A sad memorial to Malaysian Airlines Flight 17 shot down over the Ukraine, an act that was backed by Russian separatists, is entitled “Bodies Fallen in Fields of Sunflowers,” an intense and harrowing poem that embodies Menand’s idea that a poem changes its readers. The poem moves readers with its history of beautiful flowers that “once in full bloom/their faces stop turning/to follow the sun…three millennia before Christ/America’s native people/cultivated these flowers of the sun…” The poem reminded me of a good friend who planted a field of these tall, bright-faced flowers, and we enjoyed fresh faces until she grew tired of weeding and watering and they passed on, the memory of them refreshed by Heinzelman’s tribute.

Whatever Heinzelman has to say will perhaps touch and change readers’ lives with lyrics about a broad range of subjects from spare haiku to musings about the mysterious world of the unconscious and questions about God. For those who aspire to write poetry, Whatever You May Say is a vivid lesson in the various forms and feelings that can be expressed and come alive through the art of poetry.

Arresting cover art for this volume, “Horse in Stone,” by Steve Friebert and designed by Susan Entsminger, is reminiscent of the lines: “a wall of /scored lime-/stone pointing north” in “The Early Texas Spring,” one of the poems that indicates Heinzelman’s “transplantation.” For those interested in the botany of Texas: “Thickets of stickweed/or witchgrass/or whatever we/call it here,/done with over-/running Bermuda/and rye, now close/around lacy fronds/of wild carrot,/choking stands of/stiff bull thistle…”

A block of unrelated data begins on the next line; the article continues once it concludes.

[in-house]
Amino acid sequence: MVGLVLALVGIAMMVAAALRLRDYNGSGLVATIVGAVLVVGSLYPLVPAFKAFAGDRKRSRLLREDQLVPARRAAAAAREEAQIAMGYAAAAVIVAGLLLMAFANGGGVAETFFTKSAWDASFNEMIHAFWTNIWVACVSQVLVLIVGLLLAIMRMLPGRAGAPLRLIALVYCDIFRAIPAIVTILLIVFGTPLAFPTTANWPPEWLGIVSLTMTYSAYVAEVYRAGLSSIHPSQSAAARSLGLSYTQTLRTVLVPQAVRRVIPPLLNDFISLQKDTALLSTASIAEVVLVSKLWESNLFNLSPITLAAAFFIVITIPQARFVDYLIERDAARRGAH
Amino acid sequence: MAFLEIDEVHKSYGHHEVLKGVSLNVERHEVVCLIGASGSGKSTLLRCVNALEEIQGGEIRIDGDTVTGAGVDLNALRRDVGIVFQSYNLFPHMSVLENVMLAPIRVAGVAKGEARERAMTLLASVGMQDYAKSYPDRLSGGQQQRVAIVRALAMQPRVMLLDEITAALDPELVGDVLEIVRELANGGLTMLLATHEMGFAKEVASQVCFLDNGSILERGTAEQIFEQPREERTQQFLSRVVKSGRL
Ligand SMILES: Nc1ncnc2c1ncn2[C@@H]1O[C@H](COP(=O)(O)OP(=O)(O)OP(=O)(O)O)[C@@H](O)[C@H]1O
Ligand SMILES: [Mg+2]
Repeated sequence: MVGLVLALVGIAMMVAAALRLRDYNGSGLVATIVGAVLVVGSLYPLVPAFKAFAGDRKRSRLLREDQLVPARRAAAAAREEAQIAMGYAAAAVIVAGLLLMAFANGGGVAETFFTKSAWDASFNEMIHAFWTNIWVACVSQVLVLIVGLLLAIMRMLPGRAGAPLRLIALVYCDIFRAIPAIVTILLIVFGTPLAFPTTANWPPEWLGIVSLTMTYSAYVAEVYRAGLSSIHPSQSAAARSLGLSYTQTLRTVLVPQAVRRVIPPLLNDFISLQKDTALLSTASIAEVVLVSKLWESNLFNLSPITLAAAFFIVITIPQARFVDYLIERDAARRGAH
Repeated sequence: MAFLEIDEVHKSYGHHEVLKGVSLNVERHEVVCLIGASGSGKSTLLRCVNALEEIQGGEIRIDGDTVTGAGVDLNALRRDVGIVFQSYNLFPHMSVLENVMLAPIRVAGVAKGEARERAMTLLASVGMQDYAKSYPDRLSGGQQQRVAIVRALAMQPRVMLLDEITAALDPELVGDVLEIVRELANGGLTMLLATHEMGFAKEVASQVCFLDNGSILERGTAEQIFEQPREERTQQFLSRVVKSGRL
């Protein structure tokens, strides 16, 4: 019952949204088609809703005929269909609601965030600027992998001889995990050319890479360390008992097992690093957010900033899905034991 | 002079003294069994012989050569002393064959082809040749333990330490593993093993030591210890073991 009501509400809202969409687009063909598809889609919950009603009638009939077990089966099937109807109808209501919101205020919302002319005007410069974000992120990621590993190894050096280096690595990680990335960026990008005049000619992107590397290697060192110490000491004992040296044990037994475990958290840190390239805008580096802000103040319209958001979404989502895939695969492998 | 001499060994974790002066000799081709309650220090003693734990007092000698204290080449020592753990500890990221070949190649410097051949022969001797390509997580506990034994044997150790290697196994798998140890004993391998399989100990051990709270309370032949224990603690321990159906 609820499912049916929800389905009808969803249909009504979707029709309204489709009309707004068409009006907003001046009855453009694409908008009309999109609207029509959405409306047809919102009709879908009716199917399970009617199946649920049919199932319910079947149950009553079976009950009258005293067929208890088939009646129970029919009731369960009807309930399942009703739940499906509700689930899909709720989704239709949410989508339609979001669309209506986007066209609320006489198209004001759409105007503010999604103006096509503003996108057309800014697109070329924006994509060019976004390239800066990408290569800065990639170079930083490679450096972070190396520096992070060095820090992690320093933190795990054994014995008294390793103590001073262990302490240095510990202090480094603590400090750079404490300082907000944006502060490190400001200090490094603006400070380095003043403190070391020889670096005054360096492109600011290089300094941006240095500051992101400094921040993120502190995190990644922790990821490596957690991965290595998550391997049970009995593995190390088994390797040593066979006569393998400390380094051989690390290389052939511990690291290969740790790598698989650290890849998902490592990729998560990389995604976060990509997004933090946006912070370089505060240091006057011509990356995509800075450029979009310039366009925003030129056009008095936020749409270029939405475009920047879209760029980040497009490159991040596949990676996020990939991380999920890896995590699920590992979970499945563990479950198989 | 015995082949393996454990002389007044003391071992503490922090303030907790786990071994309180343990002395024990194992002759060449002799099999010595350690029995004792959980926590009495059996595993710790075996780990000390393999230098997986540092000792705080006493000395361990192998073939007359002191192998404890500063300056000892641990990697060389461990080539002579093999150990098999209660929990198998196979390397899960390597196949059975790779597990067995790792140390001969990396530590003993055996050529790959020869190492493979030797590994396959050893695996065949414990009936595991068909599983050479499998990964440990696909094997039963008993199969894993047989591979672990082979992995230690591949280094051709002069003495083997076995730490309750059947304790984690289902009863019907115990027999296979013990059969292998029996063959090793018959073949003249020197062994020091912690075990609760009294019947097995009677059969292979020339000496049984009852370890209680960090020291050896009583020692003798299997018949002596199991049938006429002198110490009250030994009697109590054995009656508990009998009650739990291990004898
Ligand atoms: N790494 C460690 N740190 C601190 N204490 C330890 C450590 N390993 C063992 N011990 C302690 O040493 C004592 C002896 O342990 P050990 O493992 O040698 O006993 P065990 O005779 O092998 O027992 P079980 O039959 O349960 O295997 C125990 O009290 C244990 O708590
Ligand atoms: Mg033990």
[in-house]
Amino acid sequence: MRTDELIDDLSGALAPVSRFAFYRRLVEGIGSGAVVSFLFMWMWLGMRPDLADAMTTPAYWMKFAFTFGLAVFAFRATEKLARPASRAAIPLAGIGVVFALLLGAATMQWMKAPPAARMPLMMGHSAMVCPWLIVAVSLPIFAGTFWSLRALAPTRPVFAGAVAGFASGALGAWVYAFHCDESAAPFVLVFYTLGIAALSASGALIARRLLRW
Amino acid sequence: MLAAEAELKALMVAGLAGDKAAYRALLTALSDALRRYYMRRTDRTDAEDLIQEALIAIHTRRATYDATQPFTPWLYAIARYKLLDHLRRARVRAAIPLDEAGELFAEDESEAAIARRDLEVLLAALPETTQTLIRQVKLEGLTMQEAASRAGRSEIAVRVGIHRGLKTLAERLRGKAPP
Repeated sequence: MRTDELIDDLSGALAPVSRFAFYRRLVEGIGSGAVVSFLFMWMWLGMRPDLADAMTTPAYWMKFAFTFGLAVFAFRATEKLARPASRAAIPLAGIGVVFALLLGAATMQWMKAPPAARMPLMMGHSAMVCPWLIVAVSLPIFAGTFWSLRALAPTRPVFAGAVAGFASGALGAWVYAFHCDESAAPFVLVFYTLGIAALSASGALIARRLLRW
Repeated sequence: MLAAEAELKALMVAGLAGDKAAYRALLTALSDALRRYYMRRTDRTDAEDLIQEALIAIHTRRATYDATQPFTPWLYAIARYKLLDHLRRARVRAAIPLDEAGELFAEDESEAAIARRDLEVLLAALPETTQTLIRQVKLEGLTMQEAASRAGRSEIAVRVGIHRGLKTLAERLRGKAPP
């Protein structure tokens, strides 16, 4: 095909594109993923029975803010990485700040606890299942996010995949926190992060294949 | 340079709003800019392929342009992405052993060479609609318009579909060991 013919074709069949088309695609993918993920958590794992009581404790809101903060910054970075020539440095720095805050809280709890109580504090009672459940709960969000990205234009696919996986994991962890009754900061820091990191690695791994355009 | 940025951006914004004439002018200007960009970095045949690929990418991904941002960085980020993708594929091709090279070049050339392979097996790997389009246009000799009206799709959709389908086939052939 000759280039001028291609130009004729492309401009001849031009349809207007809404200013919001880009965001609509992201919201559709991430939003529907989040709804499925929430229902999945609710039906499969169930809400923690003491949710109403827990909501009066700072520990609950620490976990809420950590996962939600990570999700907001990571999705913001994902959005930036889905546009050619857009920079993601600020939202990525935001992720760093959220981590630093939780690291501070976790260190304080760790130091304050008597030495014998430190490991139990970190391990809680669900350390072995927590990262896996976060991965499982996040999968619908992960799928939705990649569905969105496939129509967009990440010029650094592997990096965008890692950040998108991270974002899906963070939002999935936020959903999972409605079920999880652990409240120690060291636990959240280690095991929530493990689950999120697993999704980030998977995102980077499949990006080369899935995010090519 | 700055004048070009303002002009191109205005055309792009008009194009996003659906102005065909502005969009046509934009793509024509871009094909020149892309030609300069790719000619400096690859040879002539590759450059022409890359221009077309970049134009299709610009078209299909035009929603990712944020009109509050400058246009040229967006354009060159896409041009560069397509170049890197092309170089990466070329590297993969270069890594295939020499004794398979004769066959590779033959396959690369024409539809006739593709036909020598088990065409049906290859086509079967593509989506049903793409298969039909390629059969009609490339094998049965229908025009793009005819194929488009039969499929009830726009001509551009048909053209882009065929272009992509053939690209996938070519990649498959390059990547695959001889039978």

A native of Wisconsin now living in Austin who teaches Poetry and Poetics at the University of Texas, Kurt Heinzelman co-founded two literary journals: The Poetry Miscellany and Bat City Review and served as editor-in-chief of Texas Studies in Literature and Language.

Available from Pinyon Publishing, 23847 V66 Trail, Montrose, CO 81403. Again, bravo Gary and Susan. It's a blue ribbon special!

Wednesday, August 2, 2017



A beetle resembling a roach upended, his feet in the heavy air, lies near part of a speckled moth wing — porch tokens, beside withering flowers. Driftwood fencing the herb garden has become drier. Crickets protest 80-degree temps, singing the same chorus. Empty yard chairs face the bleached fence slats. We’re all looking for invisible streams, a flowing landscape. Gulls fly over, bringing news of the coast where thunder rolls in, promising afternoon rain. Equable tempers ride the wind, the heavens busy making water for a disinherited earth. I look up and see a calendar written on the moon’s face; fall unfolding in a sky dark and drained of heat.

I wrote this a few days ago in the middle of a hot day, and then rain obliged us, bringing in a spell of cool air. The heavens also showered corn patches along the road to Cowan, Tennessee, and even flooded our struggling herb garden at the back door, which perked up the mint, rosemary, thyme, chives… Like amateur farmers, we seem to watch the weather more often than we did in Louisiana. I suppose it’s because we find so many fresh vegetables and fruit at markets on The Mountain and have eaten them aplenty this summer, especially corn and peaches, huge home-grown tomatoes and cucumbers. Many days we drive into the Valley just to look at and buy a few ears of corn and a carton of peaches at the vegetable and fruit market on the highway leading to Winchester.